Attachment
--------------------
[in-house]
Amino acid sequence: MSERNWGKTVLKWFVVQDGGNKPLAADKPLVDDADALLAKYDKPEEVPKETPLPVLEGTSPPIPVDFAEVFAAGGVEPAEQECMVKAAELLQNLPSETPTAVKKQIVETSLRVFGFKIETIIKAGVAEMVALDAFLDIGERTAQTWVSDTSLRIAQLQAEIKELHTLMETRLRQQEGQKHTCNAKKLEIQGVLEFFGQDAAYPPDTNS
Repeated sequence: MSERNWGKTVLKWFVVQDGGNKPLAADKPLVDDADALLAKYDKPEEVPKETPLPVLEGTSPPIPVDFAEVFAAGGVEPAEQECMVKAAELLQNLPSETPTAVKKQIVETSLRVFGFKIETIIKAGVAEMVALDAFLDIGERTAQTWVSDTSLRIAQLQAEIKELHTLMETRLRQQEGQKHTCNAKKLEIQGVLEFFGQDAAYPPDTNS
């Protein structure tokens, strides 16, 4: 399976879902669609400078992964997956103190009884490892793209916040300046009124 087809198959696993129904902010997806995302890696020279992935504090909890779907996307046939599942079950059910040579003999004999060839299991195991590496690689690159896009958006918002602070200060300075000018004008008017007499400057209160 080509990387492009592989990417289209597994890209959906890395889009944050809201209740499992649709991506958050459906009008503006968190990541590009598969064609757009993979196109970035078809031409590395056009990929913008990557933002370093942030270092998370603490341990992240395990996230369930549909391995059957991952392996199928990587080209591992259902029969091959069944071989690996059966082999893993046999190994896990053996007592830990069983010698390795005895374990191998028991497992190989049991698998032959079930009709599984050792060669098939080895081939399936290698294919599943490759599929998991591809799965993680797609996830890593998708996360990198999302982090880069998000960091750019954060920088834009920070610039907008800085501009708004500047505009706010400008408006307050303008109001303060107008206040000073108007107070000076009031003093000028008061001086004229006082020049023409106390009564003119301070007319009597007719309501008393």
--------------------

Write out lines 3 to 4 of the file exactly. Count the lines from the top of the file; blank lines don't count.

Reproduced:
Repeated sequence: MSERNWGKTVLKWFVVQDGGNKPLAADKPLVDDADALLAKYDKPEEVPKETPLPVLEGTSPPIPVDFAEVFAAGGVEPAEQECMVKAAELLQNLPSETPTAVKKQIVETSLRVFGFKIETIIKAGVAEMVALDAFLDIGERTAQTWVSDTSLRIAQLQAEIKELHTLMETRLRQQEGQKHTCNAKKLEIQGVLEFFGQDAAYPPDTNS
């Protein structure tokens, strides 16, 4: 399976879902669609400078992964997956103190009884490892793209916040300046009124 087809198959696993129904902010997806995302890696020279992935504090909890779907996307046939599942079950059910040579003999004999060839299991195991590496690689690159896009958006918002602070200060300075000018004008008017007499400057209160 080509990387492009592989990417289209597994890209959906890395889009944050809201209740499992649709991506958050459906009008503006968190990541590009598969064609757009993979196109970035078809031409590395056009990929913008990557933002370093942030270092998370603490341990992240395990996230369930549909391995059957991952392996199928990587080209591992259902029969091959069944071989690996059966082999893993046999190994896990053996007592830990069983010698390795005895374990191998028991497992190989049991698998032959079930009709599984050792060669098939080895081939399936290698294919599943490759599929998991591809799965993680797609996830890593998708996360990198999302982090880069998000960091750019954060920088834009920070610039907008800085501009708004500047505009706010400008408006307050303008109001303060107008206040000073108007107070000076009031003093000028008061001086004229006082020049023409106390009564003119301070007319009597007719309501008393």